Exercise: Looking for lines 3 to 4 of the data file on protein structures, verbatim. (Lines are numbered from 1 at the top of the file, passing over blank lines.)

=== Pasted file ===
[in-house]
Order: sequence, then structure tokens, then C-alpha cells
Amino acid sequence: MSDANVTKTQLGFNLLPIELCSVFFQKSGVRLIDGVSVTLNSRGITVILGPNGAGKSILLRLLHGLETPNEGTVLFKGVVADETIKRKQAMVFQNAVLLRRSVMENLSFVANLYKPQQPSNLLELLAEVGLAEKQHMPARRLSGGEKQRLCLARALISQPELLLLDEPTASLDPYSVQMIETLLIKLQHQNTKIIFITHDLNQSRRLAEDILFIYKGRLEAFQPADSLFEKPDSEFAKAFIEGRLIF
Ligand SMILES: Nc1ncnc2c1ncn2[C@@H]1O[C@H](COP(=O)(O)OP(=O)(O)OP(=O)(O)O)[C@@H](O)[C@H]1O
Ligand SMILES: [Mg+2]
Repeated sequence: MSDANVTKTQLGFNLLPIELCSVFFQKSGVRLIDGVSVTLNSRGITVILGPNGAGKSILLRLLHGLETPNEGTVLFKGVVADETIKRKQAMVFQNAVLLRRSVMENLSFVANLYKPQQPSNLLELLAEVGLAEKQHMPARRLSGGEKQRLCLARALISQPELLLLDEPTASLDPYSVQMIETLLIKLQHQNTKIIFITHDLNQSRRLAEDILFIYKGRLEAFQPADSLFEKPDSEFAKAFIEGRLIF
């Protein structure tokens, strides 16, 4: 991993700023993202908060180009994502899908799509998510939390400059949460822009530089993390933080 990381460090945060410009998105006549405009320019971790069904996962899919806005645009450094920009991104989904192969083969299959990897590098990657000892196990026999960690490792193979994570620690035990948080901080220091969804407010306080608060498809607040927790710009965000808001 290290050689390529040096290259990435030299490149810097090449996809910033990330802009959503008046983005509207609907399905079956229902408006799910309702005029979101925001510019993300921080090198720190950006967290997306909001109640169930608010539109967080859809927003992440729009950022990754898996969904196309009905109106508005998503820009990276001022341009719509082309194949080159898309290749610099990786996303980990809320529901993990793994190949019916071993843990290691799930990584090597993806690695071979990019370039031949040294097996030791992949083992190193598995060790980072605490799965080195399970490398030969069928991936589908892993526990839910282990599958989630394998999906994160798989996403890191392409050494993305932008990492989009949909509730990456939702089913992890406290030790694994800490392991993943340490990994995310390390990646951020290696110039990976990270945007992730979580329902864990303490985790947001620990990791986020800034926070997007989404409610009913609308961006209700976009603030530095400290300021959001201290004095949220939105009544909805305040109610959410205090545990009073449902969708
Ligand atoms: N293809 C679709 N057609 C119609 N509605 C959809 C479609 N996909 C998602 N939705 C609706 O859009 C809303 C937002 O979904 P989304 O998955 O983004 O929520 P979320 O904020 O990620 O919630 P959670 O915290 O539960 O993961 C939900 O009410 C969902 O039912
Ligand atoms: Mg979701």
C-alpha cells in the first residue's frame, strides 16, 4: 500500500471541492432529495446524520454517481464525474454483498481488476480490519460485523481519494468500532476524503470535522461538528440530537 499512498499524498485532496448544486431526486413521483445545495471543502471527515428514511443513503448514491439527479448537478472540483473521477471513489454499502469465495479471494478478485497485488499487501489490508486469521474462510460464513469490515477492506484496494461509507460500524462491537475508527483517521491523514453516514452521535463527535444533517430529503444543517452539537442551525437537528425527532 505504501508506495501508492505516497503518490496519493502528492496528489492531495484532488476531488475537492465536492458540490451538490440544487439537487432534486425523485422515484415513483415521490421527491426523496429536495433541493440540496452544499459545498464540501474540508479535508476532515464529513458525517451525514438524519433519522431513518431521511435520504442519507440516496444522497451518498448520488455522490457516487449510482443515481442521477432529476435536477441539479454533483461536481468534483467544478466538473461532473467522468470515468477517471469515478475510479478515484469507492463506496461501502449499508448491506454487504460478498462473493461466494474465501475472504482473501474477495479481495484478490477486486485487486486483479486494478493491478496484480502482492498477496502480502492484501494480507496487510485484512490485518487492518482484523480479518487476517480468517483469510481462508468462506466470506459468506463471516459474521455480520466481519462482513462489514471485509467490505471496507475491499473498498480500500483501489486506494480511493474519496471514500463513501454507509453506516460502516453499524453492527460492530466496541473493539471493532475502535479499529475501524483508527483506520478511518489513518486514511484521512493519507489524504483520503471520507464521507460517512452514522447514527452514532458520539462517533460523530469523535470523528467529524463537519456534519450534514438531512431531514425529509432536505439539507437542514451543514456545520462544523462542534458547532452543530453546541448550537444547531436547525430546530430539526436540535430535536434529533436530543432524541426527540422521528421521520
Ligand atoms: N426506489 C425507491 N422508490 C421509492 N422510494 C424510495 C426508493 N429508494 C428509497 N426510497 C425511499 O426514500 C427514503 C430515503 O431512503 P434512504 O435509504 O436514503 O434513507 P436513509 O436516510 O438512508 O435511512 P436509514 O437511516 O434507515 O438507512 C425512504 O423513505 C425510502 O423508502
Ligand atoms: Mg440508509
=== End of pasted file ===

Amino acid sequence: MSDANVTKTQLGFNLLPIELCSVFFQKSGVRLIDGVSVTLNSRGITVILGPNGAGKSILLRLLHGLETPNEGTVLFKGVVADETIKRKQAMVFQNAVLLRRSVMENLSFVANLYKPQQPSNLLELLAEVGLAEKQHMPARRLSGGEKQRLCLARALISQPELLLLDEPTASLDPYSVQMIETLLIKLQHQNTKIIFITHDLNQSRRLAEDILFIYKGRLEAFQPADSLFEKPDSEFAKAFIEGRLIF
Ligand SMILES: Nc1ncnc2c1ncn2[C@@H]1O[C@H](COP(=O)(O)OP(=O)(O)OP(=O)(O)O)[C@@H](O)[C@H]1O